Jayne Houdyshell has appeared in more than 200 plays in regional theaters around the United States, and, for her work in New York, received five Tony nominations (winning once) and an Obie. Her career has had a near-infinite variety. But she has never appeared professionally in a Chekhov play. Until now, when she is playing Maria, in LCT’s Uncle Vanya.

“It’s about time!” she told me in her dressing room the other day, after a matinee performance. “I did a lot of Chekhov in acting school” --at Oakland University, near Detroit – “but I have had to wait until now for another chance at him.” The playwright’s work, she reflected, “has a great deal of density, which is delicious for actors. The thoughts expressed are very clear – ‘I’m bored,’ ‘I’m elated’ – but the feelings can fluctuate. The emotional content is the river that carries the story, and it’s an ever-changing landscape.”

Maria is the mother of Uncle Vanya. She has lived on the play’s country estate for many years. “She’s an intellectual person,” Houdyshell said. “She’s lived a life of the mind and she’s a genuine activist. It’s mentioned, but I don’t know how much the audience clocks it, that her husband was a Senator, so she’s spent her life near government. Her husband is dead but she’s continued her activist life – Sonia has picked that up from her. Vanya was like that as a younger man, but he’s become more cynical, sadder.”

I mentioned that the play’s Professor, off in the city, for years sent his articles to Vanya and Maria for evaluation. “In my mind,” Houdyshell said, “the Professor and Maria are contemporaries. It’s even possible they went to university together. It’s not a coincidence that he married my daughter.”

Houdyshell’s previous LCT credit came with Paul Rudnick’s The New Century, in the Mitzi E. Newhouse space. She finds the Vivian Beaumont, where Uncle Vanya resides, as “a grand place to play.” She added, “I was explaining to a friend of mine, who has been in the New York theater her entire life but never at the Beaumont, what makes it different from the Broadway theaters with their prosceniums, small dressing rooms, and minimal backstage area. We have a lot more space here, and the Beaumont has stadium seating.”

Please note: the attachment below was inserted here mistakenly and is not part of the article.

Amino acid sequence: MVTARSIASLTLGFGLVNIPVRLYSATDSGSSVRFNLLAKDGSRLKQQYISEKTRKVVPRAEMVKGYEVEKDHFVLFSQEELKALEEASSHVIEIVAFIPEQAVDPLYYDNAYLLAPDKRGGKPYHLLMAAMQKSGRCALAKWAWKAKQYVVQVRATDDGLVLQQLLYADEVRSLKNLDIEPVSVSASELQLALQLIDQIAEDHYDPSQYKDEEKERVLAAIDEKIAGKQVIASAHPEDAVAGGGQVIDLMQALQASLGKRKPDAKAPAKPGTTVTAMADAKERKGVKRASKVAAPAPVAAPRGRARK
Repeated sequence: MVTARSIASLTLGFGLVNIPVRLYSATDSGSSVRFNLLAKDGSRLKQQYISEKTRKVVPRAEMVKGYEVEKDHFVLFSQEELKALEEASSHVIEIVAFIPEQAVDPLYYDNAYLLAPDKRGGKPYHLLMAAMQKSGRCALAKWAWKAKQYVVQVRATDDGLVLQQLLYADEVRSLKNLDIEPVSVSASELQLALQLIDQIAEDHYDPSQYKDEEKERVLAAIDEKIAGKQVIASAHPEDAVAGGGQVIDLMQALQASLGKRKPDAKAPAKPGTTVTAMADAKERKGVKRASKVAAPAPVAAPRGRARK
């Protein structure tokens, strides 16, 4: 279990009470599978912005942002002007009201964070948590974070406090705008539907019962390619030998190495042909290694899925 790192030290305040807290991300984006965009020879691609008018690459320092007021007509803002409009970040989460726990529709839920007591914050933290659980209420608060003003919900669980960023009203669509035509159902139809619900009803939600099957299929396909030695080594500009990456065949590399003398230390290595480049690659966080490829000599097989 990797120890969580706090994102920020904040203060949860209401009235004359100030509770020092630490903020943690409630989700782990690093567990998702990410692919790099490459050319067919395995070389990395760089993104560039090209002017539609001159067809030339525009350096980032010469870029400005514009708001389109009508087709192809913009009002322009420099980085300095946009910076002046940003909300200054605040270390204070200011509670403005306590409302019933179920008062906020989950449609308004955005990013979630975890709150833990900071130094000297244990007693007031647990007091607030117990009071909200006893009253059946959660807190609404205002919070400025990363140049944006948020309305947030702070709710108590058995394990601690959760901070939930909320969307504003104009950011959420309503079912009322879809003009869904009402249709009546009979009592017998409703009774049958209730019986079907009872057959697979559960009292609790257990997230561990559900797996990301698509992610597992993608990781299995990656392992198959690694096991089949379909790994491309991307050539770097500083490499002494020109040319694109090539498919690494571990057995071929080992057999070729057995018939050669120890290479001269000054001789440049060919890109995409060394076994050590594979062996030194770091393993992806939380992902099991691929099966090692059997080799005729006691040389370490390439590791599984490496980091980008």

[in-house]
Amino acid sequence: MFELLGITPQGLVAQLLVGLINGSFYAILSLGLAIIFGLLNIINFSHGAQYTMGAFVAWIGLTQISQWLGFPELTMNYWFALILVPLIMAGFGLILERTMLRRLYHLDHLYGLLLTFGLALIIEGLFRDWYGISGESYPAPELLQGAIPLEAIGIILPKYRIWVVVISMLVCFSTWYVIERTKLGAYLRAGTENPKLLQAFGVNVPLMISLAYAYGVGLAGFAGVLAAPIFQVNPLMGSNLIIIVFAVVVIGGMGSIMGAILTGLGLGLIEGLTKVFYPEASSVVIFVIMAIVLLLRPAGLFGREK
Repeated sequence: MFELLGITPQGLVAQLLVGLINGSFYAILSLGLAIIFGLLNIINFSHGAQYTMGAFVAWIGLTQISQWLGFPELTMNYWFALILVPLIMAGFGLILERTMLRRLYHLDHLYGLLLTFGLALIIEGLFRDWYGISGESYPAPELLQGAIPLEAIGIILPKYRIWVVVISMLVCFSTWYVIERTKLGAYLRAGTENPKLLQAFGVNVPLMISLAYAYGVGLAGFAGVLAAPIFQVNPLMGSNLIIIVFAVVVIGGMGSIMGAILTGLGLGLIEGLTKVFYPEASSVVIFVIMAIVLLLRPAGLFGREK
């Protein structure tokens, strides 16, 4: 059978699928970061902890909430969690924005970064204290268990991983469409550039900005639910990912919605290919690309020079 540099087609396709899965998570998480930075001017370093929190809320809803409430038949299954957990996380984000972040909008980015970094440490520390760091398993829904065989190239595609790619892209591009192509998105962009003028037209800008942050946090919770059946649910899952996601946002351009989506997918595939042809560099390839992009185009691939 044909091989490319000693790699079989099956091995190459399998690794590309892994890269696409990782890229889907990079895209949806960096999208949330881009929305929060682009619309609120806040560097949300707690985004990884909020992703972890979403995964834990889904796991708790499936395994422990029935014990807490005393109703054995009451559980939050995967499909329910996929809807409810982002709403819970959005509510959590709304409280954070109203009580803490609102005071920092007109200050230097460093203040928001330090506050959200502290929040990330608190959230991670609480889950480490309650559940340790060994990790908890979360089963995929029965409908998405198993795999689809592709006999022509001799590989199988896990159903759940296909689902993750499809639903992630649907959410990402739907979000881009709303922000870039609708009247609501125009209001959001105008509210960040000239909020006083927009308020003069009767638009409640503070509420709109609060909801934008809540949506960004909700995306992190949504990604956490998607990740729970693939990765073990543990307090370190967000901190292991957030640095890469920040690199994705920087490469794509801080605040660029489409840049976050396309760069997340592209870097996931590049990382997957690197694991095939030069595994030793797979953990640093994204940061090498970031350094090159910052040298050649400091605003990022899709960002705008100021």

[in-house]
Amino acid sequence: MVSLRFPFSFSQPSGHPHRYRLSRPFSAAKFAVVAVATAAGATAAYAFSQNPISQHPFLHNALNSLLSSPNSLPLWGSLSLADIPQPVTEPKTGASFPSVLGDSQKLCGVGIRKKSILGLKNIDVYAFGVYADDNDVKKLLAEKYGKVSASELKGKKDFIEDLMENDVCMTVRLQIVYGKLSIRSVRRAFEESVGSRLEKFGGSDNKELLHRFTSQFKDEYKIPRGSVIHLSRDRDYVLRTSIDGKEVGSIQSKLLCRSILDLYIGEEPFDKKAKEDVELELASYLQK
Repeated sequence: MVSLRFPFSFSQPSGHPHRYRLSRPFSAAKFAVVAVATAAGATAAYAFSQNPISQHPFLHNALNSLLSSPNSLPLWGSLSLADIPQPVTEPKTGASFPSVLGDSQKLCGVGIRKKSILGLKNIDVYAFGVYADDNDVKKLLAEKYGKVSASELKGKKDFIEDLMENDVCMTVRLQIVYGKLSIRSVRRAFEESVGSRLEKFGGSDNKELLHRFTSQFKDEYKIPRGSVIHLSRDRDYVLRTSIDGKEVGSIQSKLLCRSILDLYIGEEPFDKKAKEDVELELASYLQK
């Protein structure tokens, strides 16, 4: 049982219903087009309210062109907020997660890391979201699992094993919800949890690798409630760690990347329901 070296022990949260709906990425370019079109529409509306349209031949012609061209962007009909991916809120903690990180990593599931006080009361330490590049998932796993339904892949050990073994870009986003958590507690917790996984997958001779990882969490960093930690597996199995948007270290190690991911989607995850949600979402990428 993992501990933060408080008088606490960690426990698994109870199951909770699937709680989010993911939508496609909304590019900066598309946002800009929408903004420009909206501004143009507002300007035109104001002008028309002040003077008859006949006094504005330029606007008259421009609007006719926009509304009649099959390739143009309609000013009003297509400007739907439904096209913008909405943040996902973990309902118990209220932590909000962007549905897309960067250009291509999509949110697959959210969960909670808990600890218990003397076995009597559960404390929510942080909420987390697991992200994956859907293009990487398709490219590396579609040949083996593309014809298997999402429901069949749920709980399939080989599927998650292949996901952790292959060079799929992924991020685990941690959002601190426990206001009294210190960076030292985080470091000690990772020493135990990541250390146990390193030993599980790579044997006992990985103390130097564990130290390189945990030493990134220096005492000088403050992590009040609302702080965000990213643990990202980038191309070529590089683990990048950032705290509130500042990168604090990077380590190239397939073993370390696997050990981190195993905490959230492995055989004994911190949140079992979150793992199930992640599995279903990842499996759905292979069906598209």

It's a configuration very familiar to Houdyshell. “I spent the first 25 years of my life in the business working in regional theaters. Many of them were built in the 1960s with a thrust stage – like the Beaumont. So this space feels wonderful and lovely. And it’s expansive enough to change radically depending on the production.”

Houdyshell’s character in Uncle Vanya has not changed radically over the years. This path contrasts with that of a certain intellectual whose latest essay Maria says she has just read. Maria comments, “That crusty old dinosaur is attacking the same ideas he was marching for fifty years ago!” Houdyshell observed, “Maria is still committed to her youthful ideologies.” What’s more, the actress said, “Maria does not go through a significant change in identity from the beginning to the end of the play – unlike the other characters. But she’s as deeply human as they are.”

Brendan Lemon is a freelance journalist in New York.